Power companies must consider underground laying of cables to avoid Great Indian Bustard deaths: Government
Noting that a miniscule population of less than 150 Great Indian Bustards was left in the country, a committee constituted on the directions of the National Green Tribunal, has decided to have a time-bound action plan to implement mitigation measu..
NEW DELHI: To protect the ‘critically’ endangered Great Indian Bustard, the Centre has asked electricity companies to consider underground laying of high-voltage wires as the birds have died after coming in contact with power lines.
Noting that a miniscule population of less than 150 Great Indian Bustards was left in the country, a committee constituted on the directions of the National Green Tribunal, has decided to have a time-bound action plan to implement mitigation measures such as installation of bird diverters and their regular maintenance, and monitoring by power agencies.
The committee also decided to declare their habitats as conservation reserves.
“Power line development agencies already working in GIB (Great Indian Bustard) habitats or intending to work, should be invited especially to discuss and consider the technological and economic feasibility of under-grounding different capacity of power lines,” said Director General for Forests and Special Secretary in the Environment Ministry Siddhanta Das, who chaired a meeting of the committee recently.
Only 150 GIBs are left in India, out of which around 90 per cent are in Rajasthan and Gujarat, and very few of them in Maharashtra and Madhya Pradesh, as per a report by the Wildlife Institute of India (WII), a statutory body under the ministry of environment, .
Besides India, Pakistan is the only country where these birds are found, however, as per experts, the number of GIBs in the neighbouring country is not more than 15.
The committee, after the meeting, also directed the WII to furnish the details about power lines identified for mitigation in the GIB habitat area along with details of power line owners to the ministries of power and non renewable energy for necessary action.
The GIBs are dying at the rate of 15 per cent annually after coming in contact with high-voltage power lines, the WII report said, adding that their population has been reduced by 75 per cent in the last 30 years.
The report had compiled various studies conducted by researchers across the country on GIBs.
“Mortality of adult GIBs is high due to collision with power lines that crisscross their flying path. All bustards are prone to collision due to their poor frontal vision and inability to see the power lines from a distance,” it said.
The issue came to light after a petition was filed with the NGT seeking conservation of GIB to save them from extinction.
The NGT directed that a committee be constituted to look into it a plea of Bhanu Bansal, secretary of NGO Centre for Wildlife and Environmental Litigation (CWEL).
Some of the demands the NGO has been making include declaring critical GIB habitat as inviolate area, disallowing new wind turbines at GIB areas, underground laying of power lines from 33 KV to 440 KV, and imposition of exemplary cost on power line companies which fail to comply.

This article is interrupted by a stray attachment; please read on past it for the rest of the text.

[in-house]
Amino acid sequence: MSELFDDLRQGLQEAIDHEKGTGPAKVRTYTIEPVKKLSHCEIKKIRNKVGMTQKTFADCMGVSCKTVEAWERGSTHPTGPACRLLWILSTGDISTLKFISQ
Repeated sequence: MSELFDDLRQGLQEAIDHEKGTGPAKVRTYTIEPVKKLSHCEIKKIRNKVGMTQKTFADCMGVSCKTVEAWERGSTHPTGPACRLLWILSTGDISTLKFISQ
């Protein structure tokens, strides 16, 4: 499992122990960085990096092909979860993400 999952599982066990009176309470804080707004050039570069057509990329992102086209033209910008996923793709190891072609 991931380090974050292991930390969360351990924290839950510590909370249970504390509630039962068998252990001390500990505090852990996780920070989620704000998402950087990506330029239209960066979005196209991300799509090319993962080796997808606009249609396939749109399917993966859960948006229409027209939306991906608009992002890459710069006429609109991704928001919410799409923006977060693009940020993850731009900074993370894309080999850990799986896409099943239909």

“Power companies cannot be allowed to destroy the GIB habitats in the name of renewable energy. Ministry must take stringent action against such companies as several of them have carried out construction work inside these habitats without permissions,” Bansal said.
WII’s research has shown that power lines, particularly high voltage (33-440 KV) transmission lines with vertical alignment are the biggest threat to GIB as of now and their habitats have a high density of transmission lines because of the impetus on renewable energy production in GIB habitats of Rajasthan and Gujarat.
“The study recorded five GIB deaths in 2017-18 in Jaisalmer alone and calculated that 15 per cent of the GIB population may be dying because of this threat. Since the natural death rate of large bustards is 4-8 per cent, the current additive mortality rate due to transmission lines is significantly higher and if not controlled, can result in the species extinction,” the WII said.
It said that a high number of GIBs are found in Jaisalmer and the Indian Army controlled field firing range near Pokhran in Rajasthan. Other areas where they are found in less than 10 in number are Kutch district in Gujarat, Nagpur, Amravati and Solapur districts in Maharashtra, Bellary and Koppal districts in Karnataka and Kurnool district in Andhra Pradesh.
The GIB is one of the heaviest flying birds endemic to the Indian subcontinent. They are primarily terrestrial birds with adult males as tall as 122 cm and weigh 11-15 kg and adult females reach up to 92 cm and weigh four to seven kg, the WII said.
According to the report, the GIB lays one egg every one to two years and the success rate of these eggs is 60-70 per cent. However, this rate has been reduced to 40-50 per cent due to predators like fox and dogs.
As per researchers, apart from the GIB, many other birds also die because of collision or electrocution with these transmission lines at the rate of 10 birds per km per month totalling nearly one lakh bird deaths annually in 4200 sq km.
The government has already released Rs 33 crore for the conservation of the GIB through a project, titled ‘Habitat Improvement and Conservation Breeding of Great Indian Bustard-An Integrated Approach’, for five years from the Compensatory Afforestation Fund Management and Planning Authority (CAMPA) for conservation, breeding of the GIB with technical support from the WII.